An Iterative Lifestyle
I started this article writing about "iterative failure," a process of failing forward, fast and often. What I realized is that most development is about the ITERATIVE process and much less about the failure.
"Failure is not an option" is attributed to Gene Kranz, flight director of Gemini, Apollo, and Space Shuttle missions. Gene Kranz confirmed in an interview, that this sentence was made up for the film Apollo 13. But he liked it so much that he used it as the title for his memoirs and autobiography.
Fail early, fail often, but always fail forward.” ― John Maxwell, Failing Forward
FAILURE: It is a harsh word. No one enjoys failure. Yet failure is an inevitable part of human existence. Without failure there is little forward progress; Without failure, innovation is rather incremental; Without failure, there is no reason to celebrate success.
Failure in development is reframed as intentional iteration and experimentation. It is not a failure in the catastrophic sense. Failure is simply a series of setbacks, false starts, wrong turns, and mistakes that are expected and tolerated because the developer purposefully iterates over code variations finding new and better ways to frame the concepts. Through iteration, developers seek to make the code better, and this happens through an anticipated cycle of pivoting and adapting.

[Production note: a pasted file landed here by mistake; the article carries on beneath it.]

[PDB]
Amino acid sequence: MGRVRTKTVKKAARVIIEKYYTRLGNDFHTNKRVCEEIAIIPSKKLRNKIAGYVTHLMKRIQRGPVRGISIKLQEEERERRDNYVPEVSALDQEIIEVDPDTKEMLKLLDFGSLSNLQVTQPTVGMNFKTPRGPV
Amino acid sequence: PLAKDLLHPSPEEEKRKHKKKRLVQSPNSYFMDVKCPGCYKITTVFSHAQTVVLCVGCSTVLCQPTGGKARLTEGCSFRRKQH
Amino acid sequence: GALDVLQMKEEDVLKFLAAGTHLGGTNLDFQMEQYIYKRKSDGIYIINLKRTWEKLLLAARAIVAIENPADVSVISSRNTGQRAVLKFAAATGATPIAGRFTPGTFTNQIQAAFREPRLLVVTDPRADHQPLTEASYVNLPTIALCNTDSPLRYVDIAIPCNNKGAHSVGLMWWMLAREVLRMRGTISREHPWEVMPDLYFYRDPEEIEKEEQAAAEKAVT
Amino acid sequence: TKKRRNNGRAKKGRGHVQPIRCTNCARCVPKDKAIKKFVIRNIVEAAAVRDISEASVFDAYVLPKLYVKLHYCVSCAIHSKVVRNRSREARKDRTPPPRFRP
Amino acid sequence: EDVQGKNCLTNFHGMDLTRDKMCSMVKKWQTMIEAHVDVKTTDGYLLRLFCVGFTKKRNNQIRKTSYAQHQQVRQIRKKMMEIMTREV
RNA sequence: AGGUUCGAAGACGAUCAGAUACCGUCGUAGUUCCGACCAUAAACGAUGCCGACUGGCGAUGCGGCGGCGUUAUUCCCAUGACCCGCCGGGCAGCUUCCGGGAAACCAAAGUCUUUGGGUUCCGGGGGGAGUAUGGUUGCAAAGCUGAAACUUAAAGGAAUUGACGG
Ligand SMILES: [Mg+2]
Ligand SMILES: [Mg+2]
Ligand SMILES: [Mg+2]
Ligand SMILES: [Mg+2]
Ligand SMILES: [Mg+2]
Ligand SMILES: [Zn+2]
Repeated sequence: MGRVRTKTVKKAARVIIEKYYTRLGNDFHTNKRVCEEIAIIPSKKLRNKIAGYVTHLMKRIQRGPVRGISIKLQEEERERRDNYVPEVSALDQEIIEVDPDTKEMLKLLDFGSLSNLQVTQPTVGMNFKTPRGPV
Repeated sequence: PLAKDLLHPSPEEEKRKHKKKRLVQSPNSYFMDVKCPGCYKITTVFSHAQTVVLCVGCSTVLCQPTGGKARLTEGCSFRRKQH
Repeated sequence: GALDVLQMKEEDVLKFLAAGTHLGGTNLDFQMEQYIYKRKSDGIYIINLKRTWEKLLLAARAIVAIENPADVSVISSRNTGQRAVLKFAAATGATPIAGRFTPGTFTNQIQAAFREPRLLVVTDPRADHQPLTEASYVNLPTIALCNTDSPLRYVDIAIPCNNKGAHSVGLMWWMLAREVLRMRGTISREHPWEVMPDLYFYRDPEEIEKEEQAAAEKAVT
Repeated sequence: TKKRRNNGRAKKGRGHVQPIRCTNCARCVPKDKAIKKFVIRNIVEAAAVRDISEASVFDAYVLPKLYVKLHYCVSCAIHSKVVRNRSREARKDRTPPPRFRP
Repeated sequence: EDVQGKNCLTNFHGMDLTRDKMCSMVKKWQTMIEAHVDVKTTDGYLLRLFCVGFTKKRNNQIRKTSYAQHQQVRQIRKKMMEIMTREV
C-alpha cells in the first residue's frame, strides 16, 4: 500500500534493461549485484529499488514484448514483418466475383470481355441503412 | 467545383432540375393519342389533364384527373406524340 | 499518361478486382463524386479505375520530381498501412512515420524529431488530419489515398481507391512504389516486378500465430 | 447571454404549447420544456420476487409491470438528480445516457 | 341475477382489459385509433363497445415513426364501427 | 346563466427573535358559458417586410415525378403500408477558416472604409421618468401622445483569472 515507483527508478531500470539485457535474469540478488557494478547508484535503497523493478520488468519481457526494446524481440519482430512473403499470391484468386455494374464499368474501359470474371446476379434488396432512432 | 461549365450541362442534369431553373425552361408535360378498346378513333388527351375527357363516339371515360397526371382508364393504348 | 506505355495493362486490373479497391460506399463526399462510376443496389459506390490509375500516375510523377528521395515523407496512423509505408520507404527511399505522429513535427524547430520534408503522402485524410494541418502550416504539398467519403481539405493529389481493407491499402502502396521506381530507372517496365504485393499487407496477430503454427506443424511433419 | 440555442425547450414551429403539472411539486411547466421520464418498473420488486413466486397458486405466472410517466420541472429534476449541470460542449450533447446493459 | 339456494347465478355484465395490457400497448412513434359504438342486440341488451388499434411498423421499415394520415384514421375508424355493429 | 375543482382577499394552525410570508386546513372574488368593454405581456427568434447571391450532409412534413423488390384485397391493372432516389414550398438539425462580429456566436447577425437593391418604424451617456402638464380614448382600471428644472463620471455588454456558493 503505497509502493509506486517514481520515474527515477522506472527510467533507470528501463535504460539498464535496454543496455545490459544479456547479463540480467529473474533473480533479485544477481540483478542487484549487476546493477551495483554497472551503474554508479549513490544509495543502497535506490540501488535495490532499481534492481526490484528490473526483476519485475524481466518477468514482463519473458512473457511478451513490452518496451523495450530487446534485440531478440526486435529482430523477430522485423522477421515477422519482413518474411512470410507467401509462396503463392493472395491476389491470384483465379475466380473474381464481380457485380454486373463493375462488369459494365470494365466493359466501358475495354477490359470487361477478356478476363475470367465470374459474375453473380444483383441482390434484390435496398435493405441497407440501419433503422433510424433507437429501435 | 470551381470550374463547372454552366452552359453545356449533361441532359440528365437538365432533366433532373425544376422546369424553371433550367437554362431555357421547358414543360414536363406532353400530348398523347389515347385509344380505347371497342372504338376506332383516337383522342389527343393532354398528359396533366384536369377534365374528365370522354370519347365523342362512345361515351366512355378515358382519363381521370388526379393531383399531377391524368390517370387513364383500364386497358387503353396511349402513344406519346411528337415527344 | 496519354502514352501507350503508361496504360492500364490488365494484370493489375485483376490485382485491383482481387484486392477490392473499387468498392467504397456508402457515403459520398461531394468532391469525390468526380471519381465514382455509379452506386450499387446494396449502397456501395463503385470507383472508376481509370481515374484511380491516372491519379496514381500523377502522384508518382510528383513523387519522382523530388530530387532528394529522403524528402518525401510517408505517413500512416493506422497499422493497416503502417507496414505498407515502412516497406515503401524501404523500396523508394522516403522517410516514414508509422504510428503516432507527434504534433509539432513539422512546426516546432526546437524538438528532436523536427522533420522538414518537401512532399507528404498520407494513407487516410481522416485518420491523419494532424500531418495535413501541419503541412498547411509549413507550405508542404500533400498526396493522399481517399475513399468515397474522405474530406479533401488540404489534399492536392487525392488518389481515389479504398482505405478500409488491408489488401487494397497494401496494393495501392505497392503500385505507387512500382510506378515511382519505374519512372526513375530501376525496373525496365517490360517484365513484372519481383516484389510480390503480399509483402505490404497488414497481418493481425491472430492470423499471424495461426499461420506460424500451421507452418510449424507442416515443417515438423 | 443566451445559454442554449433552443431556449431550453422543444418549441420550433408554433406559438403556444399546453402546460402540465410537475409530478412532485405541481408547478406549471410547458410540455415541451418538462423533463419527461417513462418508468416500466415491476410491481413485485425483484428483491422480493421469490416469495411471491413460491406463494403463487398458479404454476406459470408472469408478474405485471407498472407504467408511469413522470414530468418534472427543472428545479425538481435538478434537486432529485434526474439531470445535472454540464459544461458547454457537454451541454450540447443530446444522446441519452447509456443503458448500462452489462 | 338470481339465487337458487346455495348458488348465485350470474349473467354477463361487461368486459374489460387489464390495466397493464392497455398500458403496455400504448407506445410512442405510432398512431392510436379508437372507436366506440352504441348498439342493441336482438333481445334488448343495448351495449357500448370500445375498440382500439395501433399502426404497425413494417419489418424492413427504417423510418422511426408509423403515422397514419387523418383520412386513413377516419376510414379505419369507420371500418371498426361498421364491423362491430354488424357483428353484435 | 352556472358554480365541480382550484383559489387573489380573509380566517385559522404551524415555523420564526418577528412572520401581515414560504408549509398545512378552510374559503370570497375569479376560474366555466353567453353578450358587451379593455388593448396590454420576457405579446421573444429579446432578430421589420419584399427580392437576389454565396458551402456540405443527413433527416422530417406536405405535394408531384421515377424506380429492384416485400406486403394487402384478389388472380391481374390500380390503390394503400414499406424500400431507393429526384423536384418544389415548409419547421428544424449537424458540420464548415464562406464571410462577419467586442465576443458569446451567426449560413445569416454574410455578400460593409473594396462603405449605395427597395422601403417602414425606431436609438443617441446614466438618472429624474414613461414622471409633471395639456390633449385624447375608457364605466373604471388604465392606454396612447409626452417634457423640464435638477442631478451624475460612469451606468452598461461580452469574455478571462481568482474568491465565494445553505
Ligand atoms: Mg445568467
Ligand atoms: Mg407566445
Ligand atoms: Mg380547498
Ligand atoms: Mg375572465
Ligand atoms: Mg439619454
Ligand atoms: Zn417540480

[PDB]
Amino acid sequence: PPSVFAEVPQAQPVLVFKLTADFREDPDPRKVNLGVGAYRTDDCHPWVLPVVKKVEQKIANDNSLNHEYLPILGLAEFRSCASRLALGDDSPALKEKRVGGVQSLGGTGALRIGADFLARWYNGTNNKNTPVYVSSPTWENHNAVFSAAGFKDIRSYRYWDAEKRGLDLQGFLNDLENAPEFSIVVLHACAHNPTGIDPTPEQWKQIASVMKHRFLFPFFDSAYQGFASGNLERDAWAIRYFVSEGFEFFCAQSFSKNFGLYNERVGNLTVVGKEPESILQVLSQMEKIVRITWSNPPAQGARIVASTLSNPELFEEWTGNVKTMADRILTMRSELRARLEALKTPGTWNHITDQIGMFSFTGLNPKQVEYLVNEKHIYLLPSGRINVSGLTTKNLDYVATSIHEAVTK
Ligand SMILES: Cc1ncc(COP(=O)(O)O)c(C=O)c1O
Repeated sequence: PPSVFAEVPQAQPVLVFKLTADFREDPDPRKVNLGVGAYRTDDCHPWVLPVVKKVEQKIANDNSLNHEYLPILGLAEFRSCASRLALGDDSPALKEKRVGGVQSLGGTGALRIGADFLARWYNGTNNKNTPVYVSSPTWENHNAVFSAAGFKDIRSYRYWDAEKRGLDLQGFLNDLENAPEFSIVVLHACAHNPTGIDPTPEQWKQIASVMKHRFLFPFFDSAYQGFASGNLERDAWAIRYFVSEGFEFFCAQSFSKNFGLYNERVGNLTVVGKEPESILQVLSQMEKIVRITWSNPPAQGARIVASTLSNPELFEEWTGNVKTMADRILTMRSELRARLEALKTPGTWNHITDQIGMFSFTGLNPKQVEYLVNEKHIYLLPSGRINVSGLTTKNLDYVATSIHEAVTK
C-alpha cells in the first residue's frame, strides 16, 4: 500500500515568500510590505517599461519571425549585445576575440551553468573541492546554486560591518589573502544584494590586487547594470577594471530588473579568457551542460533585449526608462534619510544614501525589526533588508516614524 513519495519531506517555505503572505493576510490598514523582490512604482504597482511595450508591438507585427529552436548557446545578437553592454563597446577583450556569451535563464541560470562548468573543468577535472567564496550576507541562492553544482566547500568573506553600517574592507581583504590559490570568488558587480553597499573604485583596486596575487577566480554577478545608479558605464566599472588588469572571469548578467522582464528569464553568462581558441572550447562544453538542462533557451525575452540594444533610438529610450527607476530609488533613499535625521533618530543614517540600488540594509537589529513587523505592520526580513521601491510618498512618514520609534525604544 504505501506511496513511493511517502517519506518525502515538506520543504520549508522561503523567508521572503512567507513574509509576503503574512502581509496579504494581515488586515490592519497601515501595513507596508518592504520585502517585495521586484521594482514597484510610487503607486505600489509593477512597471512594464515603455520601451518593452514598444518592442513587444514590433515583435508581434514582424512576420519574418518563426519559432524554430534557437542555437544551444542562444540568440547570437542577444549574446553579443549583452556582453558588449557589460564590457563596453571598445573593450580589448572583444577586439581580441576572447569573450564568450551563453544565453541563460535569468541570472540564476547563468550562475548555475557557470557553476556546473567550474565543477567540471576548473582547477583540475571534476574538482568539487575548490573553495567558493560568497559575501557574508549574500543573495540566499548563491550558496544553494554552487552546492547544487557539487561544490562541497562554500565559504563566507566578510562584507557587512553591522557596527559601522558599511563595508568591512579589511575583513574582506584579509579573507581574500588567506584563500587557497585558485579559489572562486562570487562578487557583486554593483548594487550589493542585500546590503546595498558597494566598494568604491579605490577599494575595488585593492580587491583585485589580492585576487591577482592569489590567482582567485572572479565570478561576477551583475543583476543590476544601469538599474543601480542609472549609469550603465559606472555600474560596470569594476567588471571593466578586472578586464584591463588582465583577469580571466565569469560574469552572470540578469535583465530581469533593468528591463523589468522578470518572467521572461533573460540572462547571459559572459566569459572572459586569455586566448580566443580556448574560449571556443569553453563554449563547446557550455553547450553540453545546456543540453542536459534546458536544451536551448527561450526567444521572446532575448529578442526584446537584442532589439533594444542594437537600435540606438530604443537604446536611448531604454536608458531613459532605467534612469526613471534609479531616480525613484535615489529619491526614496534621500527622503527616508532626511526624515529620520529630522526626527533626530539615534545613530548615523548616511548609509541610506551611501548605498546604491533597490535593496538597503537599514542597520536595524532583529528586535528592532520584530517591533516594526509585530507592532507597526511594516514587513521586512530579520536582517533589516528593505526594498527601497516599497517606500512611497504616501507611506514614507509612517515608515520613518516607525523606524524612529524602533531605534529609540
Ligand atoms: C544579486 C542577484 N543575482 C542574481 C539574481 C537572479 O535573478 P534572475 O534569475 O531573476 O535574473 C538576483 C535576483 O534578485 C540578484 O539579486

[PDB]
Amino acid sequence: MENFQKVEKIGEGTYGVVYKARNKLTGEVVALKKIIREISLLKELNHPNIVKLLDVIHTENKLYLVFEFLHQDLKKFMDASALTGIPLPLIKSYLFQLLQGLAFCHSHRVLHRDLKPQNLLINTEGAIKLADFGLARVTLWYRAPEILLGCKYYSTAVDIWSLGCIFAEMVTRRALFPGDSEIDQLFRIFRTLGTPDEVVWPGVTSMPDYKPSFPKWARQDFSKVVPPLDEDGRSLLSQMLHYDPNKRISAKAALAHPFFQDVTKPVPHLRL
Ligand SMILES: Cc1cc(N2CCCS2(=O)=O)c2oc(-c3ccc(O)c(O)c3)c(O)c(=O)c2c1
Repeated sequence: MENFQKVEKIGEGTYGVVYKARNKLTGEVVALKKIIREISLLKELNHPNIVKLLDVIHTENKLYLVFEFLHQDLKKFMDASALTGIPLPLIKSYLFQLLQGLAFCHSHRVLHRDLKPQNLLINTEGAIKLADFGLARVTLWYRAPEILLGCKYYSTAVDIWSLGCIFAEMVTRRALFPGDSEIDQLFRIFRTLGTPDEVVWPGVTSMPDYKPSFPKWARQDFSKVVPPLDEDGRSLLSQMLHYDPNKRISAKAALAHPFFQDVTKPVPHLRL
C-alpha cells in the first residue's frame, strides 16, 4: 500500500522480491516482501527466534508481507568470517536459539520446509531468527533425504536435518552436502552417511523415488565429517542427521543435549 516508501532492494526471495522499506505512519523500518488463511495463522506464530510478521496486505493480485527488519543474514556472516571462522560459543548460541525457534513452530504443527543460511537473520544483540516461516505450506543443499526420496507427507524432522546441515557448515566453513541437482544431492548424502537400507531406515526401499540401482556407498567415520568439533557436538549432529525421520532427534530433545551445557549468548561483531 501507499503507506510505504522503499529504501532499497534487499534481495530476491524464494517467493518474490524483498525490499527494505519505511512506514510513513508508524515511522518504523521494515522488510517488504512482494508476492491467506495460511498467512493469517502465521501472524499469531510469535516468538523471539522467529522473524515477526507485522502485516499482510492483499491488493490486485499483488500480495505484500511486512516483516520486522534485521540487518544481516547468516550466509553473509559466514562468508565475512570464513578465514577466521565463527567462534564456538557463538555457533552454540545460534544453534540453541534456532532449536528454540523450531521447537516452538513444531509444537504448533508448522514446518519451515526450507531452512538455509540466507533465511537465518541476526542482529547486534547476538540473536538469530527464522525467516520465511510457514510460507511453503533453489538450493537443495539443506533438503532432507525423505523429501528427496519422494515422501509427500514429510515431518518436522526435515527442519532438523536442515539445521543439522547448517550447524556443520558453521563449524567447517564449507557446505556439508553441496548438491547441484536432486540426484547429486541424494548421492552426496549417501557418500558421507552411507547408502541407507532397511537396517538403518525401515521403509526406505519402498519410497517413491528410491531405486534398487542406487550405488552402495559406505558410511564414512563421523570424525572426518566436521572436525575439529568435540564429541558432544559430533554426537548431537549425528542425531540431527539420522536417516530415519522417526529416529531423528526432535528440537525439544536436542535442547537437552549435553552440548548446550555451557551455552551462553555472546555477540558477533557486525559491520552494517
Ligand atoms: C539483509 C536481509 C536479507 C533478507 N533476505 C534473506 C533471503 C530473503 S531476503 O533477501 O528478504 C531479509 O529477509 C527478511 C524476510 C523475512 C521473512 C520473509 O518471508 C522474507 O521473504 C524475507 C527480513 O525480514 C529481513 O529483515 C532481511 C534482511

- Conduct early and frequent experiments with code to test parts of the idea.
- Reflect on what was learned from the iteration and determine how to integrate the learning into the next iteration.
- Let others in the developer network know about the iteration because they will be a good source of information and feedback.
Development is NOT about failure or failing repeatedly. We need to have a shift from a success/failure mentality to an iterative design mentality. What we as developers (using Test Driven Development) are doing is ...
- Developing a means of testing the code (for some aspect no already in the design)
- Writing code to pass the test
- Verifying the test covers the code correctly
Then, we begin another ITERATION if the results are not what was expected.
I’ve talked about this as dealing with failure, but just recently realized that many of us are simply viewing an iterative process as a repeated failure; not focusing on the goal of solving a problem.
In science and art, the iterative process is a cornerstone of learning, creating, and moving forward.
On the smallest scale, do we fail when a function does not work as expected? NO; we’ve written code that needs adjustment.
On a larger scale, do we fail when some part of the system does not work right? Users do not come back saying the system has failed. It simply does not work as expected.
In both cases, some code gets reworked ... not left in a broken state. There is no failure, only another layer of iteration.